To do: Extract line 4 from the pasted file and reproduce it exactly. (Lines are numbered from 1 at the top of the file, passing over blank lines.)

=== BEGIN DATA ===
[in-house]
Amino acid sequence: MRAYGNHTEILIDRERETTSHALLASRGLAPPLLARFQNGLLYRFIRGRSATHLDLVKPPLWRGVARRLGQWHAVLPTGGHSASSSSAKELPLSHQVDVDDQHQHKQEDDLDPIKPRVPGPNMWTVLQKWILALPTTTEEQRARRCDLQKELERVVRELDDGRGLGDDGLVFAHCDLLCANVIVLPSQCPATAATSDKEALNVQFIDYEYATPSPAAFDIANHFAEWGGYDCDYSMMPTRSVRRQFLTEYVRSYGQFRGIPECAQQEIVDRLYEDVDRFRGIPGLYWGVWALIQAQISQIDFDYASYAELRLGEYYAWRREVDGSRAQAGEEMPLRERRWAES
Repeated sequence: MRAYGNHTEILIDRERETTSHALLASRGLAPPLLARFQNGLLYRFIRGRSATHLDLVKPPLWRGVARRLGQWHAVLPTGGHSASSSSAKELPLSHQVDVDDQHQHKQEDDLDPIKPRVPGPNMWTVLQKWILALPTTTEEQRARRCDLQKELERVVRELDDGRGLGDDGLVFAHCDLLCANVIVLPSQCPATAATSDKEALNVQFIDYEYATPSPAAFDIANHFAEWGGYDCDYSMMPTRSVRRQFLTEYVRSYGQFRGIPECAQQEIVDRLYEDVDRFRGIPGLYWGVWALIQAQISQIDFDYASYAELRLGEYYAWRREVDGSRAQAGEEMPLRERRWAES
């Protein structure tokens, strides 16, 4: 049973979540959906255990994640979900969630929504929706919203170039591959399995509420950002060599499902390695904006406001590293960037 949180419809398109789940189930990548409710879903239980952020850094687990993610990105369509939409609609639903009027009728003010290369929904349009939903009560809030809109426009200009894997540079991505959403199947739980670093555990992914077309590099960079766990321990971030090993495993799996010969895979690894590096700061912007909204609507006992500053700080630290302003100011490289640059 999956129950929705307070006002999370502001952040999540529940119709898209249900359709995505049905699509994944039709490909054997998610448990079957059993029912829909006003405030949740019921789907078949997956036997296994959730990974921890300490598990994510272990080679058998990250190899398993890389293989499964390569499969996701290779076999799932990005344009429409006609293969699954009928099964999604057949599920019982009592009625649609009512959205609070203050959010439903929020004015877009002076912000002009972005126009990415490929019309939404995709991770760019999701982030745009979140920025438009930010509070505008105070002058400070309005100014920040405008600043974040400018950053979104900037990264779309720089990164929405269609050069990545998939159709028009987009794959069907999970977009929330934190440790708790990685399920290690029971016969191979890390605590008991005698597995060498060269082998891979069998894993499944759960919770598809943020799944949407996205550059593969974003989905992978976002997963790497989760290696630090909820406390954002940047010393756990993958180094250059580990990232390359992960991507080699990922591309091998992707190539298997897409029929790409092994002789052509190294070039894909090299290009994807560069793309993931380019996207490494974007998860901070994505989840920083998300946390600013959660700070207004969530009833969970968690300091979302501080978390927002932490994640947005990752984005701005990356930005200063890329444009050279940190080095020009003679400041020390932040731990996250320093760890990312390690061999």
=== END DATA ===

């Protein structure tokens, strides 16, 4: 049973979540959906255990994640979900969630929504929706919203170039591959399995509420950002060599499902390695904006406001590293960037 949180419809398109789940189930990548409710879903239980952020850094687990993610990105369509939409609609639903009027009728003010290369929904349009939903009560809030809109426009200009894997540079991505959403199947739980670093555990992914077309590099960079766990321990971030090993495993799996010969895979690894590096700061912007909204609507006992500053700080630290302003100011490289640059 999956129950929705307070006002999370502001952040999540529940119709898209249900359709995505049905699509994944039709490909054997998610448990079957059993029912829909006003405030949740019921789907078949997956036997296994959730990974921890300490598990994510272990080679058998990250190899398993890389293989499964390569499969996701290779076999799932990005344009429409006609293969699954009928099964999604057949599920019982009592009625649609009512959205609070203050959010439903929020004015877009002076912000002009972005126009990415490929019309939404995709991770760019999701982030745009979140920025438009930010509070505008105070002058400070309005100014920040405008600043974040400018950053979104900037990264779309720089990164929405269609050069990545998939159709028009987009794959069907999970977009929330934190440790708790990685399920290690029971016969191979890390605590008991005698597995060498060269082998891979069998894993499944759960919770598809943020799944949407996205550059593969974003989905992978976002997963790497989760290696630090909820406390954002940047010393756990993958180094250059580990990232390359992960991507080699990922591309091998992707190539298997897409029929790409092994002789052509190294070039894909090299290009994807560069793309993931380019996207490494974007998860901070994505989840920083998300946390600013959660700070207004969530009833969970968690300091979302501080978390927002932490994640947005990752984005701005990356930005200063890329444009050279940190080095020009003679400041020390932040731990996250320093760890990312390690061999």